300 pages plus notes, sources, bibliography and index. Some photos and maps.
Part One (Explorations) of this excellent and highly readable book covers the years 1888 to 1931, when wanderlust and scientific curiosity led a handful of explorers to climb up onto the Greenland ice sheet. It was a land so little known that people fantasized about finding an ice free tropical oasis in the middle. Greenland had a small indigenous population that had been there fewer than 1000 years, and was visited by the occasional trader seeking furs and tusks. The first “explorer” was Fridtjof Nansen. Looking at his photo, you see either an intense intellect or a totally fanatic lunatic. Both those attributes were necessary in an explorer of the far arctic.
The indigenous Greenlanders lived around the edges of the island, successfully exploiting natural resources including those of the ocean. Others (outsiders) went there at their peril, learned from the indigenous residents only slowly, and often died, even if they stayed off the mighty ice sheet.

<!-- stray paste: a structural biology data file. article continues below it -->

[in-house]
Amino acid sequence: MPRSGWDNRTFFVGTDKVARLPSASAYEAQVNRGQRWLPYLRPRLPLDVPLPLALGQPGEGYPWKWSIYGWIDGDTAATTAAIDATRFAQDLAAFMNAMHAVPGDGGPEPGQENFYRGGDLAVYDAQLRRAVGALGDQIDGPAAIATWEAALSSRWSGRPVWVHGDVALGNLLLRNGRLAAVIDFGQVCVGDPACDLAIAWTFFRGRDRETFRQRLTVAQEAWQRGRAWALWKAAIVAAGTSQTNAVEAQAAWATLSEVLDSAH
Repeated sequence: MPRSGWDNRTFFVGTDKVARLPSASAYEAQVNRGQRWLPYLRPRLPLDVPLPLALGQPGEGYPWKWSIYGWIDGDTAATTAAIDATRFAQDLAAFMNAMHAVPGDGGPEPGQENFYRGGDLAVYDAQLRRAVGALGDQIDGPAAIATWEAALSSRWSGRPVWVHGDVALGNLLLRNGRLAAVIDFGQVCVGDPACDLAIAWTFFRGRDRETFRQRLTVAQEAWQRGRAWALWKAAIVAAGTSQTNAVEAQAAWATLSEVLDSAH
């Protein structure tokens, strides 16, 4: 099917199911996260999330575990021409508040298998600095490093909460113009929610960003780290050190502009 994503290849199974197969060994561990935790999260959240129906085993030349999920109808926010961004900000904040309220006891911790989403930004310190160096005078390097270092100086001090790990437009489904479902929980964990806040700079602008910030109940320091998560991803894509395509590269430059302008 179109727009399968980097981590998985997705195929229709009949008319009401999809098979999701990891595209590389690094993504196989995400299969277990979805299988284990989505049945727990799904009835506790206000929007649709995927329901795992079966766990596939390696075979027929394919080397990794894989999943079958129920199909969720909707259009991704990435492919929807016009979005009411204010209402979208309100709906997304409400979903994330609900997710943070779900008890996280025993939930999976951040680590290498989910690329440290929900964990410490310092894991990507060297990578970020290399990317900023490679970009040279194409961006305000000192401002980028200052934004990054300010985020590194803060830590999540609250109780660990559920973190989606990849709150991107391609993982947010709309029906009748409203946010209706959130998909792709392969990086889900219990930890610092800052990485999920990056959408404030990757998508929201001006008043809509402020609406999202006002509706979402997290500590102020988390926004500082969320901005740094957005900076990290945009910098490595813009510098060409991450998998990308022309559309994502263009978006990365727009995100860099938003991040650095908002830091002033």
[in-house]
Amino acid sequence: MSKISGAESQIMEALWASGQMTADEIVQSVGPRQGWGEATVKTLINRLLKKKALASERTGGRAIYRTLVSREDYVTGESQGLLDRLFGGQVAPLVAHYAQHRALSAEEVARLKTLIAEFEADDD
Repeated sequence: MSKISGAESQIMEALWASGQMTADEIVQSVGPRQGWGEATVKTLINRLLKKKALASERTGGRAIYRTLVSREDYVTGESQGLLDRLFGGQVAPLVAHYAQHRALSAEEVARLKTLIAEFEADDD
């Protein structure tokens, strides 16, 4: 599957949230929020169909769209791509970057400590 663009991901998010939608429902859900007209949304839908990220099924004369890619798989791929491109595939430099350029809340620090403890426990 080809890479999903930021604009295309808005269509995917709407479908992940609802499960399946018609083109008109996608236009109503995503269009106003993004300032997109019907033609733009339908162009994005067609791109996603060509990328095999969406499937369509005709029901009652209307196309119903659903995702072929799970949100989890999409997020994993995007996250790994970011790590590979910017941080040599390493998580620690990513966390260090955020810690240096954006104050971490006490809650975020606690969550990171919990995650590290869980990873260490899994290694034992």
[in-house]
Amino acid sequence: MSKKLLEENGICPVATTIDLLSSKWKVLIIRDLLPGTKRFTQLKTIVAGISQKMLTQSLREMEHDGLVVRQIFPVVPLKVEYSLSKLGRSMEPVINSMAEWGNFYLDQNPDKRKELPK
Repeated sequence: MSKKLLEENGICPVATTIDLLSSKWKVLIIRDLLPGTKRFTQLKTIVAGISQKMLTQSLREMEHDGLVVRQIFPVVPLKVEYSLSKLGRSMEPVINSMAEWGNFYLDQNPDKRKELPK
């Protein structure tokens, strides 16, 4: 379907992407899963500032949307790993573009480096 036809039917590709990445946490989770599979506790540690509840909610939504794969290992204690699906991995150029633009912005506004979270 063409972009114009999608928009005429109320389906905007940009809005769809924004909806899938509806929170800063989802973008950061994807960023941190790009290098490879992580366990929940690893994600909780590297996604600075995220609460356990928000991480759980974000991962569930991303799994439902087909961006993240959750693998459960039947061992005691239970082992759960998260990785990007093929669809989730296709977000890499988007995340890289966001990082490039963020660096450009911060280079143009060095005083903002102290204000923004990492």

Part 1 of this book ends with the Wegener expedition of 1931. The intention was to establish a research base on the ice, in a central location. The project was dogged by misfortune and ended in the deaths of two scientists. Amazingly, data collected was used to estimate how much worldwide sea levels would rise if the Greenland ice sheet should melt entirely. The answer turned out to be remarkably close to what contemporary scientists now conclude – around 24 feet.
After 1931, the Great Depression and World War II shut down scientific exploration almost entirely, except for strategic military concerns.
Part 1 is the easy part. Part 2, entitled “Investigations”, covers the years 1949 to 2018. I expect this to be frightening. Much as I love science, I think it’s going to be difficult for me to read.